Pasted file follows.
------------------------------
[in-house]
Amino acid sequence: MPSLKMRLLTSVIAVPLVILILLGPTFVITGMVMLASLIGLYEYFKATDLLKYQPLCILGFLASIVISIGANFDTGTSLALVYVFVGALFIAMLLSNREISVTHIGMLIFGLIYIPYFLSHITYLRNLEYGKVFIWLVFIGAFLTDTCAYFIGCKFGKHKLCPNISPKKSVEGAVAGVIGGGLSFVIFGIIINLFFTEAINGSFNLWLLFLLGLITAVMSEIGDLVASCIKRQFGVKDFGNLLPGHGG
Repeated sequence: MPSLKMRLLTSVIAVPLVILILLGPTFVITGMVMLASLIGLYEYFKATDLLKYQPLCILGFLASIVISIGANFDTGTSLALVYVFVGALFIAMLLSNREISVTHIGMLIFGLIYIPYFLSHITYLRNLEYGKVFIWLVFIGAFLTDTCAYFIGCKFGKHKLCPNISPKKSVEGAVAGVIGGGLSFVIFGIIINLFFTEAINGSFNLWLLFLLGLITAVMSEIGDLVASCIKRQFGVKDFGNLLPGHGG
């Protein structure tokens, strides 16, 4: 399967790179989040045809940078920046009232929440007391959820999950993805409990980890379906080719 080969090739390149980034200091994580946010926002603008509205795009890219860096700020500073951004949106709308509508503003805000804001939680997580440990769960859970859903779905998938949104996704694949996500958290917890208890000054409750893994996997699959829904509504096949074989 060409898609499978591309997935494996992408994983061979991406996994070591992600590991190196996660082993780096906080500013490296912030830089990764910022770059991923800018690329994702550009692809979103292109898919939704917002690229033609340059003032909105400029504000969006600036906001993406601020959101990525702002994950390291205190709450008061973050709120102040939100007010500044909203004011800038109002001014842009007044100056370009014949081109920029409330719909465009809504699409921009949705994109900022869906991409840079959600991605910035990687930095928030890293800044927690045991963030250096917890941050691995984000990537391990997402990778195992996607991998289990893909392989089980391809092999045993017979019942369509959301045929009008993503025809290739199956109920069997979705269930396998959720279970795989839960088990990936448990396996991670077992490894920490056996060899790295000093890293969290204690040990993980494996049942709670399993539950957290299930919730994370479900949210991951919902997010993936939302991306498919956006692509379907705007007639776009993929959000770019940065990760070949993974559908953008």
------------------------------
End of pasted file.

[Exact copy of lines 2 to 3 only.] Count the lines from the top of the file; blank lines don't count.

Amino acid sequence: MPSLKMRLLTSVIAVPLVILILLGPTFVITGMVMLASLIGLYEYFKATDLLKYQPLCILGFLASIVISIGANFDTGTSLALVYVFVGALFIAMLLSNREISVTHIGMLIFGLIYIPYFLSHITYLRNLEYGKVFIWLVFIGAFLTDTCAYFIGCKFGKHKLCPNISPKKSVEGAVAGVIGGGLSFVIFGIIINLFFTEAINGSFNLWLLFLLGLITAVMSEIGDLVASCIKRQFGVKDFGNLLPGHGG
Repeated sequence: MPSLKMRLLTSVIAVPLVILILLGPTFVITGMVMLASLIGLYEYFKATDLLKYQPLCILGFLASIVISIGANFDTGTSLALVYVFVGALFIAMLLSNREISVTHIGMLIFGLIYIPYFLSHITYLRNLEYGKVFIWLVFIGAFLTDTCAYFIGCKFGKHKLCPNISPKKSVEGAVAGVIGGGLSFVIFGIIINLFFTEAINGSFNLWLLFLLGLITAVMSEIGDLVASCIKRQFGVKDFGNLLPGHGG